I. Case cite
1996 914 F. Supp. 97 (January 18, 1996 in the United States District Court for the Eastern District of Pennsylvania.)
Michael A. Smyth was a regional operations manager at the Pillsbury Company. Smyth had a company email account that he was able to access from work and home. Pillsbury, on multiple occasions, told its employees that all email communications were private, confidential, and that there was no danger of the messages being intercepted and used as grounds for discipline or termination.
In October 1994, while at home, ...view middle of the document...
Legal history of case
The United States District Court for the Eastern District of Pennsylvania.
The court was not persuaded by the arguments and granted Pillsbury's motion to dismiss.
IV. Issues on appeal.
The employee’s privacy interests against the employer’s need to discover information.
The facts that the Smyth's person and personal property weren't searched and he was not required by Pillsbury to disclose any personal information.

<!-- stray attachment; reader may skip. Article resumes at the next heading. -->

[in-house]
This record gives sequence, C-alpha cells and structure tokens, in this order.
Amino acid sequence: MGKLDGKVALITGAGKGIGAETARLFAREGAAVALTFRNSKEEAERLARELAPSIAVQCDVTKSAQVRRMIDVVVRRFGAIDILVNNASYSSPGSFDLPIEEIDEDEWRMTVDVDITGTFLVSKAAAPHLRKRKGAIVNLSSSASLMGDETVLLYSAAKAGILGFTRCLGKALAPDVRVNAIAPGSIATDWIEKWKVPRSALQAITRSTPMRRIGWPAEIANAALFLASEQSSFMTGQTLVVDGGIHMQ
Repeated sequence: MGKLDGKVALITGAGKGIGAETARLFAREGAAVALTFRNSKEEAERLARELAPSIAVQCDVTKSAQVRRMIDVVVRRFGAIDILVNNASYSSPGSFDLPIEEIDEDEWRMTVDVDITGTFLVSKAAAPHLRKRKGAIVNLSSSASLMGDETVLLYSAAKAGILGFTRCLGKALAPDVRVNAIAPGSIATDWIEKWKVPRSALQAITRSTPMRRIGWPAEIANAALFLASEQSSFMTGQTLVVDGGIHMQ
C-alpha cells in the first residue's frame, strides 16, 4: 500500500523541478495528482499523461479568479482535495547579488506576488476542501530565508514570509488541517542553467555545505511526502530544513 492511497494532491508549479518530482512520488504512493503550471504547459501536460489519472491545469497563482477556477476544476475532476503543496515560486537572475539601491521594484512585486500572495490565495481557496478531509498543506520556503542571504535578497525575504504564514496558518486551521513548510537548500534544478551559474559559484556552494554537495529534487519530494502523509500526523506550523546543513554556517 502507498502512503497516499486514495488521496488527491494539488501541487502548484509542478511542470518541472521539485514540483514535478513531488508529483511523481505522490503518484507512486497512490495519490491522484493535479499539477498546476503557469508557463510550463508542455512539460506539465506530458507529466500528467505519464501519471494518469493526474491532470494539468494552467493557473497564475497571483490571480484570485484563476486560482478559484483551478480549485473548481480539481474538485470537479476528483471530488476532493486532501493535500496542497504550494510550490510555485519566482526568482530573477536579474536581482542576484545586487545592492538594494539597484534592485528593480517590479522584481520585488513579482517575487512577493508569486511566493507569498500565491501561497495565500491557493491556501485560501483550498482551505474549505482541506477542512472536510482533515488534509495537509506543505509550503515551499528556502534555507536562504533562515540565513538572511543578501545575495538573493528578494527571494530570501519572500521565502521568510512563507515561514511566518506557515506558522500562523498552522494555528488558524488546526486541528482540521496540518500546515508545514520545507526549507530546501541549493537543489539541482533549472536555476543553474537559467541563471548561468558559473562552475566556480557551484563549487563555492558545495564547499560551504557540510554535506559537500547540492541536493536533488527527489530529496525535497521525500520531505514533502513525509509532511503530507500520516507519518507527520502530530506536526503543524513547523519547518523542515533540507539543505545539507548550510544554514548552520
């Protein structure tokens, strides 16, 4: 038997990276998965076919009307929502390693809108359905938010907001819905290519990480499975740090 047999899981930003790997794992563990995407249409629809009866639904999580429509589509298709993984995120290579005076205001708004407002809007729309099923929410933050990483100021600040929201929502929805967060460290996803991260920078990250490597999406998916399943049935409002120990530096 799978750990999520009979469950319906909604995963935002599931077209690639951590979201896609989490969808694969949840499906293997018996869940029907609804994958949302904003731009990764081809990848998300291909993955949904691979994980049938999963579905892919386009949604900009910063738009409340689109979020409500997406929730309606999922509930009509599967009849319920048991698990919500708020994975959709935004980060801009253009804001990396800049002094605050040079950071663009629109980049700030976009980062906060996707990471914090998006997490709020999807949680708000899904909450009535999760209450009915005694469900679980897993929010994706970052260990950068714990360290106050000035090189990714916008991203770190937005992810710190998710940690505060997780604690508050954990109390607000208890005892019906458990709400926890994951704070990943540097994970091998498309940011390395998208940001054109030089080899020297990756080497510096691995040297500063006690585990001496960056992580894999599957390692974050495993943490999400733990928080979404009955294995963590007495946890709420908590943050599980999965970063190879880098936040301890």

VI. Legal reasoning.
Did not find a reasonable expectation of privacy in e-mail communications voluntarily made by an employee to his supervisor over the company e-mail system.
Plaintiff communicated the alleged unprofessional comments to a second person his supervisor over an e-mail system which was apparently utilized by the entire company, any reasonable expectation of privacy was lost. the defendant did not require plaintiff, as in the case of a urinalysis or personal property search, to disclose any personal information about himself. Rather, plaintiff voluntarily communicated the alleged unprofessional comments over the company e-mail system. We find no privacy interests in such communications.
The defendant’s actions did not tortiously invade the plaintiff’s privacy and, therefore, did not violate public policy.